NEWS

Endowment funds turn to alternatives

Foundation and endowment funds are allocating the largest percentage of alternatives to their portfolios, with public funds coming second ahead corporate plans in third place.

During the past five years, foundation and endowment funds’ allocations to alternatives rose from 16 per cent in 2005 to 35 per cent in 2010.

According to Callan Associates’ 2010 Alternative Investments Survey, fund sponsors’ allocations to alternatives nearly doubled from 11 per cent in 2005 to 20 per cent in 2010 as they sought greater portfolio diversification and enhanced returns, and that percentage was expected to rise to 24 per cent by 2012.

Jamie Shen (pictured), practice leader, alternative investments consulting for Callan Associates, said the four main deterrents to investing in alternatives were liquidity, cost/pricing and fees, policy and board-level matters and transparency.

Other deterrents included risk (such as asymmetric, headline and political risks), the required use of excess leverage, returns, fund size and regulations.

Funds investing in alternatives generally required some degree of additional support and resources to select, manage and monitor alternative investments, said Shen.

More than 60 per cent of survey respondents used an external consultant or advisor, with public funds ranking the highest at 73 per cent, and about 50 per cent for endowment, foundation and corporate funds.

Smaller plans with less than $1 billion in assets generally did not use an external consultant.

Shen said the progressive shift to alternatives – with inflows coming primarily from domestic equities – could be attributed to equities performance challenges over the past 10 years.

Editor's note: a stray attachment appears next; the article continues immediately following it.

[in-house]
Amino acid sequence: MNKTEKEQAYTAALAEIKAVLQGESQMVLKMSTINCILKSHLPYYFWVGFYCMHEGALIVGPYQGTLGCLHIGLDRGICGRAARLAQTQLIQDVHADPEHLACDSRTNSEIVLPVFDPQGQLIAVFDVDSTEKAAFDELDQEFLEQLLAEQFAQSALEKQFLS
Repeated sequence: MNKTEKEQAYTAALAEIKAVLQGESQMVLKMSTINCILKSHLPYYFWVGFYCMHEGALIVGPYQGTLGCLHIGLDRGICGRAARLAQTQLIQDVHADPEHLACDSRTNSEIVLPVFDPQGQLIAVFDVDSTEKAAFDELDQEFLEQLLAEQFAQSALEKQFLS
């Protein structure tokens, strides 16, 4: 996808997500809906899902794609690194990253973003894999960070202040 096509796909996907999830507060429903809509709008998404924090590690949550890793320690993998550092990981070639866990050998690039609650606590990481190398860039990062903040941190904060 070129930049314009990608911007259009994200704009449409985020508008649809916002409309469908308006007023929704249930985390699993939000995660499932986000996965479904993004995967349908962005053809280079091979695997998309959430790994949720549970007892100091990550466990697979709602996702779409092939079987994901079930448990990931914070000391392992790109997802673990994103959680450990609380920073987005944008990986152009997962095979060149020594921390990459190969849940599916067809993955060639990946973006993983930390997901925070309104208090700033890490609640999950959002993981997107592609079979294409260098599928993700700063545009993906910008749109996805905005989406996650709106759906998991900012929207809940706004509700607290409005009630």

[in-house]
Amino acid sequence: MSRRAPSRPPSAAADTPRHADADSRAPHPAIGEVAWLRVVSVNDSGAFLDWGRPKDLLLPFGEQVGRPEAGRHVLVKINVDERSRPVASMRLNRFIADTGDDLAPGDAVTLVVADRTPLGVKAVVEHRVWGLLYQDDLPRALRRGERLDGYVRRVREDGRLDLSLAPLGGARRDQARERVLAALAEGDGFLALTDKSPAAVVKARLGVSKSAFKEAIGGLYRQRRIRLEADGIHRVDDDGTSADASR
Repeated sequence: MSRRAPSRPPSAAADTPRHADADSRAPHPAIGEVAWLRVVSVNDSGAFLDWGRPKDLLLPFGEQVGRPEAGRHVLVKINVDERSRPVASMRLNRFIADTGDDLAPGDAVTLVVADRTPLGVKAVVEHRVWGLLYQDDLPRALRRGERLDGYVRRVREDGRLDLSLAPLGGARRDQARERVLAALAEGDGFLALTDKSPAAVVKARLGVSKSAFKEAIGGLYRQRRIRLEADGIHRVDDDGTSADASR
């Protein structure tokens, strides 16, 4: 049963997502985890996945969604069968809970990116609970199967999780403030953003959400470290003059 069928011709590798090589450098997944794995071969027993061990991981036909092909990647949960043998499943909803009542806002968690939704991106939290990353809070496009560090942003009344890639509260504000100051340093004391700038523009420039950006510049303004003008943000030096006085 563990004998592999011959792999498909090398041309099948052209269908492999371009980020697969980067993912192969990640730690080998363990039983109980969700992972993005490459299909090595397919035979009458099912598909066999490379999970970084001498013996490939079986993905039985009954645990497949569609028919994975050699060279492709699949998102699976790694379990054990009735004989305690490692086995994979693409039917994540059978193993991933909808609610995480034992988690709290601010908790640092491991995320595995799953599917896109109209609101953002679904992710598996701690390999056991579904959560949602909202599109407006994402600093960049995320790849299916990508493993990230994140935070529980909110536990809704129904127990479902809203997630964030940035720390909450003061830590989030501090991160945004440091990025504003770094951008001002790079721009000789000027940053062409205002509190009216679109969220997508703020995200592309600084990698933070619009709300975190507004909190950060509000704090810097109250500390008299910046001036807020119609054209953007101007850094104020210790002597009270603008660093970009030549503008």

The average domestic equity target allocation had dropped 12 per cent between 2005 and 2010 and was expected to fall another 6 per cent by 2012.

The survey delves deeply into real estate, private equity and hedge fund trends and broadly covers commodities, infrastructure, portable alpha, socially responsible investments, timberland, TIPS, and agriculture.

Real estate was most commonly used alternative by survey respondents (80 per cent), followed by private equity (69 per cent) and hedge funds (52 per cent).

Hedge funds garnered the largest average allocation – about 10 per cent – followed by private equity (8 per cent) and real estate at about 7 per cent.

Callan’s survey also examined secondary market usage of the three main alternative asset classes: real estate, hedge funds and private equity.

Private equity was the most active secondary market, with nearly 40 per cent participating as buyers and 7 per cent as sellers, while real estate and hedge fund secondary markets received little interest from investors.

All reported secondary market purchases occurred after 2003 with 50 per cent taking place in 2009 and 2010.

The survey was done in the third quarter of 2010, and of the 67 organisations surveyed, most – 88 per cent – had current allocations to alternative assets.

Public funds represented 42 per cent of respondents, with corporate funds at 31 per cent and foundation and endowment funds at 24 per cent.

More than 28 per cent of respondents had more than $5 billion in assets under management, 28 per cent had between $1 billion and $5 billion and about 42 per cent had less than $1 billion.

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